I dream of the day when, somewhere amongst the cabbages and turnips, a man by the name of Mr Pan-Macmillan, or Mr. Harper-Collins, approaches me in the supermarket, and whispers: "Psst! Hey lady!".
I, not being the kind of person who uses the supermarket as a pick-up joint, would ignore him at first. But the "hey, lady!"'s, and the insistent hissing grow ever louder, to the point where I have no option but to pay attention. And so I say, "What?!" testily, because I am always testy in the supermarket. If the fact I could be at home writing isn't enough to set me off, the people bovinely wandering across the aisles as though they've never used a shop before will.
And Mr Pan-Macmillan, (let's use just that name for the sake of brevity in this wishful anecdote), says, "I've got this advance burning a hole in my pocket, and I'm desperate for some writer to take it."
I say, "How do you know I'm a writer?" and he says, "because your basket is full of notebooks and pens".
In my dream, Mr Pan-Macmillan writes me a cheque there and then, and waves me off home to get on with writing my novel, unencumbered by the travails of having to hold down a day job. [Pedants, I know that no publisher operates in this ridiculous manner. Stay with me here]. He is such a thoughtful man, he even provides me with a long-suffering assistant, whose sole job is to do things that I hate, so that I'm free to write. Poor assistant. Fancy spending your whole day doing somebody else's housework and errands. Sorry, imaginary assistant, for making your life suck.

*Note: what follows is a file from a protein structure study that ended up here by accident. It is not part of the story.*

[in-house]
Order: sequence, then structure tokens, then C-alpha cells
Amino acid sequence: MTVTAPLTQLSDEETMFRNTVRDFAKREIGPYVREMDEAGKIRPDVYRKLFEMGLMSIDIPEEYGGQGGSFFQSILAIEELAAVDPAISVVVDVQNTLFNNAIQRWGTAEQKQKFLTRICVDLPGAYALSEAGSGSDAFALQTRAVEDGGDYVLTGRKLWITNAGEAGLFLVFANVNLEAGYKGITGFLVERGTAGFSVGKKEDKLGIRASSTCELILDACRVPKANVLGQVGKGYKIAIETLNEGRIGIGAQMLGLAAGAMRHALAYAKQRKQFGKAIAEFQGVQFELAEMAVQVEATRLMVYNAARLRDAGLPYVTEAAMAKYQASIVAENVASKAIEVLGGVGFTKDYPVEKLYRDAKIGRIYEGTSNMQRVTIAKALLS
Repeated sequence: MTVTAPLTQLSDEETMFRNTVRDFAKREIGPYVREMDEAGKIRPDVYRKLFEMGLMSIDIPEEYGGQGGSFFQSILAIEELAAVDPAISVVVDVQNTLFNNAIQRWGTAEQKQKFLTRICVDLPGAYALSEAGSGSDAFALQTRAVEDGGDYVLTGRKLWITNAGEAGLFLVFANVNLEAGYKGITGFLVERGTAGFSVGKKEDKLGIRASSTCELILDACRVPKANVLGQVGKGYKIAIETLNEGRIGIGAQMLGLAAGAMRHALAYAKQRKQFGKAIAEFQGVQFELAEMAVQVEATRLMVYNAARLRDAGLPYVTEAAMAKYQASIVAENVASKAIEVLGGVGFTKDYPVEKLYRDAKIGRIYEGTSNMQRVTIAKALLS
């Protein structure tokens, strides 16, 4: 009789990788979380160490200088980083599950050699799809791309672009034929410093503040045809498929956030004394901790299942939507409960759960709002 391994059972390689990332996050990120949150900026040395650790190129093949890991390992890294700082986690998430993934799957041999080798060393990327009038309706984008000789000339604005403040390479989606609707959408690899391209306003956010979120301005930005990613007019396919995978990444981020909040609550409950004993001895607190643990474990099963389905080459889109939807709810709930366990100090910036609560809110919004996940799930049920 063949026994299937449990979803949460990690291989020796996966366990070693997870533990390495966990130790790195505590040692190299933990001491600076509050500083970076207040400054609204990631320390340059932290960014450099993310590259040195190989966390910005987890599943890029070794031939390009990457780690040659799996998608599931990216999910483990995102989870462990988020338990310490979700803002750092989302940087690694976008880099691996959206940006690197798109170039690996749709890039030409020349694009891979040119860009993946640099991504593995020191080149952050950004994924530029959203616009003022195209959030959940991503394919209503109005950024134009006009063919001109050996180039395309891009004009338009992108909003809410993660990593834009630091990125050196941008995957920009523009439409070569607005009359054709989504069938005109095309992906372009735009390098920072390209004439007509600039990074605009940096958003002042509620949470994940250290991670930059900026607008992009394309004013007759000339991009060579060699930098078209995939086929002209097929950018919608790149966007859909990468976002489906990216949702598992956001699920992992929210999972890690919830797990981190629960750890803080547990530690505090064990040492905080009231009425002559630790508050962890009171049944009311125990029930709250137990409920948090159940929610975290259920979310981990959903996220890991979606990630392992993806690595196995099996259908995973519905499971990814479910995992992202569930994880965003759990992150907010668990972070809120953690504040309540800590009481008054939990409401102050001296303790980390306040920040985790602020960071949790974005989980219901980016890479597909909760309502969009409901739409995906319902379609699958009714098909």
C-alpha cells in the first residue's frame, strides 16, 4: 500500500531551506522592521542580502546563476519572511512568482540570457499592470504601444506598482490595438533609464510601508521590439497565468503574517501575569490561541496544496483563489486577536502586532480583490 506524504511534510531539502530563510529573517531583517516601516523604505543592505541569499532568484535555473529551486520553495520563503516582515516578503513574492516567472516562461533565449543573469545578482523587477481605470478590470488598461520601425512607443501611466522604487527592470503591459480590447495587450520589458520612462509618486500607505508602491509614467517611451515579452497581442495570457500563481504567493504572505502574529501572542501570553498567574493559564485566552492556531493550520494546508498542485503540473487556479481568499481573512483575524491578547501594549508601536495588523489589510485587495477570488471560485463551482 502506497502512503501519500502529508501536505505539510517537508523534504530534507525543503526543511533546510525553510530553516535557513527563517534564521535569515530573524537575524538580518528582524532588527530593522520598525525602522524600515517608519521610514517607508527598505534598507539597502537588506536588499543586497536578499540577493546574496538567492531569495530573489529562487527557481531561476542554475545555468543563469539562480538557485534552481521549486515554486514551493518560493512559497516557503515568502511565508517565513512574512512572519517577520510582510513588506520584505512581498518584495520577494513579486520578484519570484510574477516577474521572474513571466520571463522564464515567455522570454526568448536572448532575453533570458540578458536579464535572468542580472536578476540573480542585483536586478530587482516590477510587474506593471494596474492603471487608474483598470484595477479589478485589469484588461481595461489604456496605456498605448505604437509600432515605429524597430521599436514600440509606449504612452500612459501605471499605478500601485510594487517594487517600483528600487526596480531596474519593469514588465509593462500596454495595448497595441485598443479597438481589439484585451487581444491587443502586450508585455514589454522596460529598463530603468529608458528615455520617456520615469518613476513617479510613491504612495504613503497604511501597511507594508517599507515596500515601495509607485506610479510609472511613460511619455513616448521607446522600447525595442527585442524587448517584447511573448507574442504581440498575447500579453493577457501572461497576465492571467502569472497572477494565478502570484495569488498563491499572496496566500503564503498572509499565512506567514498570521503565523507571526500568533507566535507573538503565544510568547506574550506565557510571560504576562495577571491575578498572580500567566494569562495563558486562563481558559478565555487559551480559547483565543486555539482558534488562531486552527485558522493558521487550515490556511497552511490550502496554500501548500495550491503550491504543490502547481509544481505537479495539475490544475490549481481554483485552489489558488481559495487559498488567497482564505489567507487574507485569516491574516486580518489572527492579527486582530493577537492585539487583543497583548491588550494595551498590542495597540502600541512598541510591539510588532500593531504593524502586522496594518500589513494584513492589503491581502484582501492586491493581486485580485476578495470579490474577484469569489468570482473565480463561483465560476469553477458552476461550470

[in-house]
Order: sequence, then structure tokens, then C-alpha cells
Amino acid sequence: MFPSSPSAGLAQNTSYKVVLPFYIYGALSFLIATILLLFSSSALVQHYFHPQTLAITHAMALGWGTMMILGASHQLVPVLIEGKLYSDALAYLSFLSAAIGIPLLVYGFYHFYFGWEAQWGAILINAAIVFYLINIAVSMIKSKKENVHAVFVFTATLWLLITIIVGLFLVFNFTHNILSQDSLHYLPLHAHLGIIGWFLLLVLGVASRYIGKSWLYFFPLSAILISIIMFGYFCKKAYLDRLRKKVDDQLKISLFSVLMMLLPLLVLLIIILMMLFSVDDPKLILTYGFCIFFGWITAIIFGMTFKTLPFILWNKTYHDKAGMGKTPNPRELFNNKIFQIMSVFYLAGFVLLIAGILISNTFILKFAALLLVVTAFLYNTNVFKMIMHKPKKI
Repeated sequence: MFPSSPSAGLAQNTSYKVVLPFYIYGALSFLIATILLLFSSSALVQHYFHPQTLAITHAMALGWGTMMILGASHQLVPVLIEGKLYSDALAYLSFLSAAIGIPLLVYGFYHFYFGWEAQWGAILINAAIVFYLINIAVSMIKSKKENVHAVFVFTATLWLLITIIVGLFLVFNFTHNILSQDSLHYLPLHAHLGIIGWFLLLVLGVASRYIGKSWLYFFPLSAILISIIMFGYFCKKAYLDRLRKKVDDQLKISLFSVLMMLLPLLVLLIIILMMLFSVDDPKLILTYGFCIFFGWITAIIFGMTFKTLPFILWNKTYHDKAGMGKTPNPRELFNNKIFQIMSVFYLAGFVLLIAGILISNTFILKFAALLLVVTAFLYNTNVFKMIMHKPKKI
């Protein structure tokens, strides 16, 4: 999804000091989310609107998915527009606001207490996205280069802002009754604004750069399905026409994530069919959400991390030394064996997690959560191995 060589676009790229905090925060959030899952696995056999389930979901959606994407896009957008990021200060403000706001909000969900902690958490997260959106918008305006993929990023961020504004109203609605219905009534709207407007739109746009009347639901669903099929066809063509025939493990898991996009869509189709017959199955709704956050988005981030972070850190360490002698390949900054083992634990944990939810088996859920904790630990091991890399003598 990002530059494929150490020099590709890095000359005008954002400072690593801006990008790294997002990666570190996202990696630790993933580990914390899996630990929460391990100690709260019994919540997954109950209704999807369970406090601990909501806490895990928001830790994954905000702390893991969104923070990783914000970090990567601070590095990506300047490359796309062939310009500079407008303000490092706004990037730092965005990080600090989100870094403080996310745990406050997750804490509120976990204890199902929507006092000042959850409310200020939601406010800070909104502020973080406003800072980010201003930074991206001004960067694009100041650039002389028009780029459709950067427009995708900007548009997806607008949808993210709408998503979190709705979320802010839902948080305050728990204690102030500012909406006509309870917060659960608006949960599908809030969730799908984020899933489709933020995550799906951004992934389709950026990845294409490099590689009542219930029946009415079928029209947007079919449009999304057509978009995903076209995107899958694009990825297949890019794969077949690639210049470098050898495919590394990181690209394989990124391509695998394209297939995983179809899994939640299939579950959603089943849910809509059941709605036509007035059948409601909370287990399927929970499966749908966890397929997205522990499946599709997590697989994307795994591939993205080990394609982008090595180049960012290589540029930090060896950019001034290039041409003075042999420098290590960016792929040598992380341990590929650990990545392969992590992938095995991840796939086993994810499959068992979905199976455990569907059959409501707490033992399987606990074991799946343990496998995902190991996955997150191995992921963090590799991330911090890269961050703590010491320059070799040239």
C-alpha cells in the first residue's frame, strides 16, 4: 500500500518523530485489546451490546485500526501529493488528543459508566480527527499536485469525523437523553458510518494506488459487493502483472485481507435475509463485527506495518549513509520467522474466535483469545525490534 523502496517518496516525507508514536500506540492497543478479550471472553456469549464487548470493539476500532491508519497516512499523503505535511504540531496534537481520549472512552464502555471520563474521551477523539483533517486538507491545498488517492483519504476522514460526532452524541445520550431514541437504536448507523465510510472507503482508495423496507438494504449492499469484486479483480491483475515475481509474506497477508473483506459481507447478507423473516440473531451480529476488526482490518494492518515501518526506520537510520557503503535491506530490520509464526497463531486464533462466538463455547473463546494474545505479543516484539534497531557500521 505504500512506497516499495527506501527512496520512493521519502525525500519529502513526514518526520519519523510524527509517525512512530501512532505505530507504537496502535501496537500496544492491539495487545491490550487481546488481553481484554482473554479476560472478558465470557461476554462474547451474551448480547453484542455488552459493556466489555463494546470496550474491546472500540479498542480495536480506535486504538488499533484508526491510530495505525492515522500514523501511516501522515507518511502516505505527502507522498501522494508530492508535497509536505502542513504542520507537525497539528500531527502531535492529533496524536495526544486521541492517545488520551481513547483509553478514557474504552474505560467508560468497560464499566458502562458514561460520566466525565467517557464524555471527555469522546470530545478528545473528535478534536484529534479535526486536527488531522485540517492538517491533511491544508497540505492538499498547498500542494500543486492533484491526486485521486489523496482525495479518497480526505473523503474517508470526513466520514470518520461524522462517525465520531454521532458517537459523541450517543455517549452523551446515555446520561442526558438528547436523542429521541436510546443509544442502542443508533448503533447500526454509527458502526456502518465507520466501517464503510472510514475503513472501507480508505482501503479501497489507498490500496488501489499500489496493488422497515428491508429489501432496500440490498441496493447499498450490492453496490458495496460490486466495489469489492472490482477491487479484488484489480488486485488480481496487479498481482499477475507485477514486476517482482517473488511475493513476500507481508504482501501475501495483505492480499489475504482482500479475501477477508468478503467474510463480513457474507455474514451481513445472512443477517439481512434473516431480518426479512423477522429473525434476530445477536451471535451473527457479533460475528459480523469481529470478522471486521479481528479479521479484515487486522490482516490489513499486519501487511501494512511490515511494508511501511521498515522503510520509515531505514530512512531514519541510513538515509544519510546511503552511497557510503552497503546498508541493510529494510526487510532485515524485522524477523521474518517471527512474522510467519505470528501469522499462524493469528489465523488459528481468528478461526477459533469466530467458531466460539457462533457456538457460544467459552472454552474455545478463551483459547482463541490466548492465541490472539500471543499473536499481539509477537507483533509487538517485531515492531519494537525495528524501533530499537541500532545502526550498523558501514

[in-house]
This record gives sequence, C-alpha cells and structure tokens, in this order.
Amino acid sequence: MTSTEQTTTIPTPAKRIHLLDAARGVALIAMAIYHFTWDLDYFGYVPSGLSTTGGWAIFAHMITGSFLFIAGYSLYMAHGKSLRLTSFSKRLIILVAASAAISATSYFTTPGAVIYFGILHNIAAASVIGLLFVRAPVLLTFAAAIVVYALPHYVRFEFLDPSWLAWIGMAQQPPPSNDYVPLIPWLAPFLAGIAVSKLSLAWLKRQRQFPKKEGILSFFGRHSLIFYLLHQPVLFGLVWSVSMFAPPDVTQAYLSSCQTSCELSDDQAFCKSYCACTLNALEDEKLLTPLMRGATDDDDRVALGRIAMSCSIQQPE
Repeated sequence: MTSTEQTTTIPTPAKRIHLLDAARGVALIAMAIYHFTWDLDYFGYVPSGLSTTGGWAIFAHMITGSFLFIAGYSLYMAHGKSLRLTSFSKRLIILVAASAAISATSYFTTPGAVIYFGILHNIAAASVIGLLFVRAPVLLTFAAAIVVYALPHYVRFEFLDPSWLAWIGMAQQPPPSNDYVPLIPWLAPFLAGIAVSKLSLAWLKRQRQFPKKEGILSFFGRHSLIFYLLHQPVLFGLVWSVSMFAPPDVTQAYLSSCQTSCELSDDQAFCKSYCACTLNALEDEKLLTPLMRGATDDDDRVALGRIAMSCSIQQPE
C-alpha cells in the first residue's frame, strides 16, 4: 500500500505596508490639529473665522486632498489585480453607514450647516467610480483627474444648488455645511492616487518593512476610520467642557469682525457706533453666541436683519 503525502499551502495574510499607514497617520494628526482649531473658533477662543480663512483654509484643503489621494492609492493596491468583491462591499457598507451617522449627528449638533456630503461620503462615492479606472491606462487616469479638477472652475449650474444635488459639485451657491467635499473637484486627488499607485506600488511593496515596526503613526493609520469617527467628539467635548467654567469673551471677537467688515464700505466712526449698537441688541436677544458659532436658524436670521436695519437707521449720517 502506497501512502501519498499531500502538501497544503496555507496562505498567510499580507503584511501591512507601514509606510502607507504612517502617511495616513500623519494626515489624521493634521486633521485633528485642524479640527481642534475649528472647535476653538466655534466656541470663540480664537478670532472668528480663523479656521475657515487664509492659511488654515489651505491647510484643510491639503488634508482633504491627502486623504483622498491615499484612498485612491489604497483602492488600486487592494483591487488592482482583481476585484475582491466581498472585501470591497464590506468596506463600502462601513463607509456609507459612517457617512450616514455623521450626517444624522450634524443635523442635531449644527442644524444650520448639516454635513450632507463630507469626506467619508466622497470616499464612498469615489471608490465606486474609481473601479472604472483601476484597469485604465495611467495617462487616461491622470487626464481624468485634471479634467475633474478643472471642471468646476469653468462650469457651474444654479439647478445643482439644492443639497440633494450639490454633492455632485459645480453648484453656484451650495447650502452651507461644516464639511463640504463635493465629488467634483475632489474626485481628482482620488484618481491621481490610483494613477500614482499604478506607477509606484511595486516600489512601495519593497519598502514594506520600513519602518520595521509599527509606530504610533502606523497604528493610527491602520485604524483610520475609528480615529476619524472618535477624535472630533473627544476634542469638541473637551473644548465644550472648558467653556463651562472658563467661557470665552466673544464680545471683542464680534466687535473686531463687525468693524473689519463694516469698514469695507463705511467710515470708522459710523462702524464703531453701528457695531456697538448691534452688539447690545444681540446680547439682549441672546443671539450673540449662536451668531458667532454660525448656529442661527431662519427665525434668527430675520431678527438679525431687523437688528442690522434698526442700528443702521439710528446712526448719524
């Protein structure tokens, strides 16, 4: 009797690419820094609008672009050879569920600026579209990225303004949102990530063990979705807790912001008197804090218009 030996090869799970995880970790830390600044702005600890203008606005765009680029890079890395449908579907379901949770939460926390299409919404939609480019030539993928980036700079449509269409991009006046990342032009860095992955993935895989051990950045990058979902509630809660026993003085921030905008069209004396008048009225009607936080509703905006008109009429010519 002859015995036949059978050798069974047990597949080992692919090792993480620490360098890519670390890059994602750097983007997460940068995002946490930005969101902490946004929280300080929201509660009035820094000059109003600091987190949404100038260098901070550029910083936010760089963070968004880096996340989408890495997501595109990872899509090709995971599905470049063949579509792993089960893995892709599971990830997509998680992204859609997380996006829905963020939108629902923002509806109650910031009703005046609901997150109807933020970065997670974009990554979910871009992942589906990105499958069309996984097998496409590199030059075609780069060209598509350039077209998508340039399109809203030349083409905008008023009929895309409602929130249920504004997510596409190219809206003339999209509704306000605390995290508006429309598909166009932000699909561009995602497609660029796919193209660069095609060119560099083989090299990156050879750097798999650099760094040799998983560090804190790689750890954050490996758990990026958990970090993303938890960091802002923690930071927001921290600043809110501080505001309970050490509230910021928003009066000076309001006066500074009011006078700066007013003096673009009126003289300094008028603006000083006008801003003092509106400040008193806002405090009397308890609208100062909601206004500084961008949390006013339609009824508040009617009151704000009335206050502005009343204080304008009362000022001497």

It's long days at work, and weekends full of commitment that bring me to this sweet day-dream again and again....